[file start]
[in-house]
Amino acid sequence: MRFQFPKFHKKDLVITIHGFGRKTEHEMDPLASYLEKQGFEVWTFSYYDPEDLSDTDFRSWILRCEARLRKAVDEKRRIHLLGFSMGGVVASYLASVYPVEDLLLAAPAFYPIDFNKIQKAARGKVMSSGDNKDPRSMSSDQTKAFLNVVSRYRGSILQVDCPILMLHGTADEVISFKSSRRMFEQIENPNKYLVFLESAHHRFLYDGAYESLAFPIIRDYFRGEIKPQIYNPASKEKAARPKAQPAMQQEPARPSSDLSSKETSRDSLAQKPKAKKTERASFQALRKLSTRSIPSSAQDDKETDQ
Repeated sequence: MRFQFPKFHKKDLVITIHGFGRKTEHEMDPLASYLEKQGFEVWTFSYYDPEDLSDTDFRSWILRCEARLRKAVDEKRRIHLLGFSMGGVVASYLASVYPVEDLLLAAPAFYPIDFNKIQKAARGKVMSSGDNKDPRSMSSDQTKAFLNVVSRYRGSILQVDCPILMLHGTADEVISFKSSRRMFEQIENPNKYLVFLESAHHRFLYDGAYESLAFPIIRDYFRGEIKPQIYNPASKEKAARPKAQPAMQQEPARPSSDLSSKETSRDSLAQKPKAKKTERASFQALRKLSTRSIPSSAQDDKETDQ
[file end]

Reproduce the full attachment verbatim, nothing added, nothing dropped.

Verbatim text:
[in-house]
Amino acid sequence: MRFQFPKFHKKDLVITIHGFGRKTEHEMDPLASYLEKQGFEVWTFSYYDPEDLSDTDFRSWILRCEARLRKAVDEKRRIHLLGFSMGGVVASYLASVYPVEDLLLAAPAFYPIDFNKIQKAARGKVMSSGDNKDPRSMSSDQTKAFLNVVSRYRGSILQVDCPILMLHGTADEVISFKSSRRMFEQIENPNKYLVFLESAHHRFLYDGAYESLAFPIIRDYFRGEIKPQIYNPASKEKAARPKAQPAMQQEPARPSSDLSSKETSRDSLAQKPKAKKTERASFQALRKLSTRSIPSSAQDDKETDQ
Repeated sequence: MRFQFPKFHKKDLVITIHGFGRKTEHEMDPLASYLEKQGFEVWTFSYYDPEDLSDTDFRSWILRCEARLRKAVDEKRRIHLLGFSMGGVVASYLASVYPVEDLLLAAPAFYPIDFNKIQKAARGKVMSSGDNKDPRSMSSDQTKAFLNVVSRYRGSILQVDCPILMLHGTADEVISFKSSRRMFEQIENPNKYLVFLESAHHRFLYDGAYESLAFPIIRDYFRGEIKPQIYNPASKEKAARPKAQPAMQQEPARPSSDLSSKETSRDSLAQKPKAKKTERASFQALRKLSTRSIPSSAQDDKETDQ